Due for publication in July 2011 The Childhood of Jesus sees the Infancy Gospel of Thomas as reflecting oral storytelling, and possessing far more narrative qualities than has been previously assumed. He situates the story within rural Christianity among the common people, with the social and cultural ideas and values characteristic of such a milieu, and argues that it can even be considered the first Christian children’s story.
This book gives a fresh interpretation of the infancy gospel and comes to a number of radical and new conclusions. Aasgaard presents the history of research history and analyses its story, transmission, narrative world and values, theology, views of gender and childhood, social setting, and audience – much of which has not been previously treated.
The Infancy Gospel of Thomas was probably the first of many attempts by the early Christians to document the first twelve years of Jesus’s life, bridging the gap left in the second chapter of Luke. This ancient tale about Jesus’s boyhood years narrates his play with other children, miraculous deeds, first visits to school, and conflicts with his teachers.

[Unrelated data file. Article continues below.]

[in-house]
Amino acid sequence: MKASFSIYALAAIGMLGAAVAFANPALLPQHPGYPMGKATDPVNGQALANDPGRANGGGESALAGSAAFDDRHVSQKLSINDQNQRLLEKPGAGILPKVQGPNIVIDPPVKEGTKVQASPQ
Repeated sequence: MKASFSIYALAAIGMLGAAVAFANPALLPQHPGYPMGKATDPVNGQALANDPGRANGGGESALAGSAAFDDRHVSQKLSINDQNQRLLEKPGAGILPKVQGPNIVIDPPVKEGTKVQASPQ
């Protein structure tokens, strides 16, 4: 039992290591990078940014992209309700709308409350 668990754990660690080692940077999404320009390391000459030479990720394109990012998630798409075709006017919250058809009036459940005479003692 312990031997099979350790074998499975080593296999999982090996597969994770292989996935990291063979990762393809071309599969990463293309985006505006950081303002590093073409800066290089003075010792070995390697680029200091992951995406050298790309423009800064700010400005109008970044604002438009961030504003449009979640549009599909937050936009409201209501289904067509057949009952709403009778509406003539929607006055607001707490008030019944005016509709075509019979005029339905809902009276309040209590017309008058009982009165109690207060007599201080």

Originating in second-century, Greek-speaking Christianity, it was quickly translated into other languages, including Latin and Syriac, and enjoyed widespread popularity in the Middle Ages, when it was included as part of the Gospel of Pseudo-Matthew.
Although it has often been claimed that the gospel is heretical Aasgaard argues that the theology mirrors mainstream thinking rooted in biblical tradition, particularly in the Johannine and Lukan traditions. Jesus is portrayed as a divine figure but also as a true-to-life child of late antiquity.
The volume includes the Greek text of the gospel with an English translation, as well as extensive appendices, among them surveys of its historical evidence, variants in the stories, and other ancient infancy gospels.
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